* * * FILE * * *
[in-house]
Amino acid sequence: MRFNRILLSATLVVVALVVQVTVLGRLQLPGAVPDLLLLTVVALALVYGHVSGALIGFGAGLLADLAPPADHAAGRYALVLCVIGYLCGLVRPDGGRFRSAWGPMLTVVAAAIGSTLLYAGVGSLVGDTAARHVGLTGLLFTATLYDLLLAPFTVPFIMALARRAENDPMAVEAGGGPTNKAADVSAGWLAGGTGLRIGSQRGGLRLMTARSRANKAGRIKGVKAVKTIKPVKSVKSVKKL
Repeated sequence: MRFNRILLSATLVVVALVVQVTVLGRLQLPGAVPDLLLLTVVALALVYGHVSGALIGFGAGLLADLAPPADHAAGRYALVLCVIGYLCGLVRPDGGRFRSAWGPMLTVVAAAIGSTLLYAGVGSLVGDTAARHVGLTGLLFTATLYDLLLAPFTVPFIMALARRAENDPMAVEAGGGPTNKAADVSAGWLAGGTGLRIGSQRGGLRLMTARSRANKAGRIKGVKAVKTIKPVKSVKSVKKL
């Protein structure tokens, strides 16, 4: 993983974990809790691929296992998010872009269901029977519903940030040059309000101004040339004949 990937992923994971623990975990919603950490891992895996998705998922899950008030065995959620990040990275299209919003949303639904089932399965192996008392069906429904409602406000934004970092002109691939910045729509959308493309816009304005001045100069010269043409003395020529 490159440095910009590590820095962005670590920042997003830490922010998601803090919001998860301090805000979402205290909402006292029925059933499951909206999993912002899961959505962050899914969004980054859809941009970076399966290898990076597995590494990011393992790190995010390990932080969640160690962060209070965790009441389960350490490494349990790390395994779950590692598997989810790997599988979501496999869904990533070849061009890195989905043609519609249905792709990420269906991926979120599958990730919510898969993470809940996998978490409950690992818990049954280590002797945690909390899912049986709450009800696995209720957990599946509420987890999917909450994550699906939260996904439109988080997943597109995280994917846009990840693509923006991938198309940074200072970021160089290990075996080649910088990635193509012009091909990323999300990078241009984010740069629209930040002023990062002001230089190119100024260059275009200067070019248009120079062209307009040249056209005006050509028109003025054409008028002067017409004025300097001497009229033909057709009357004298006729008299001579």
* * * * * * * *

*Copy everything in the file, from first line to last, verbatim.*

[in-house]
Amino acid sequence: MRFNRILLSATLVVVALVVQVTVLGRLQLPGAVPDLLLLTVVALALVYGHVSGALIGFGAGLLADLAPPADHAAGRYALVLCVIGYLCGLVRPDGGRFRSAWGPMLTVVAAAIGSTLLYAGVGSLVGDTAARHVGLTGLLFTATLYDLLLAPFTVPFIMALARRAENDPMAVEAGGGPTNKAADVSAGWLAGGTGLRIGSQRGGLRLMTARSRANKAGRIKGVKAVKTIKPVKSVKSVKKL
Repeated sequence: MRFNRILLSATLVVVALVVQVTVLGRLQLPGAVPDLLLLTVVALALVYGHVSGALIGFGAGLLADLAPPADHAAGRYALVLCVIGYLCGLVRPDGGRFRSAWGPMLTVVAAAIGSTLLYAGVGSLVGDTAARHVGLTGLLFTATLYDLLLAPFTVPFIMALARRAENDPMAVEAGGGPTNKAADVSAGWLAGGTGLRIGSQRGGLRLMTARSRANKAGRIKGVKAVKTIKPVKSVKSVKKL
């Protein structure tokens, strides 16, 4: 993983974990809790691929296992998010872009269901029977519903940030040059309000101004040339004949 990937992923994971623990975990919603950490891992895996998705998922899950008030065995959620990040990275299209919003949303639904089932399965192996008392069906429904409602406000934004970092002109691939910045729509959308493309816009304005001045100069010269043409003395020529 490159440095910009590590820095962005670590920042997003830490922010998601803090919001998860301090805000979402205290909402006292029925059933499951909206999993912002899961959505962050899914969004980054859809941009970076399966290898990076597995590494990011393992790190995010390990932080969640160690962060209070965790009441389960350490490494349990790390395994779950590692598997989810790997599988979501496999869904990533070849061009890195989905043609519609249905792709990420269906991926979120599958990730919510898969993470809940996998978490409950690992818990049954280590002797945690909390899912049986709450009800696995209720957990599946509420987890999917909450994550699906939260996904439109988080997943597109995280994917846009990840693509923006991938198309940074200072970021160089290990075996080649910088990635193509012009091909990323999300990078241009984010740069629209930040002023990062002001230089190119100024260059275009200067070019248009120079062209307009040249056209005006050509028109003025054409008028002067017409004025300097001497009229033909057709009357004298006729008299001579």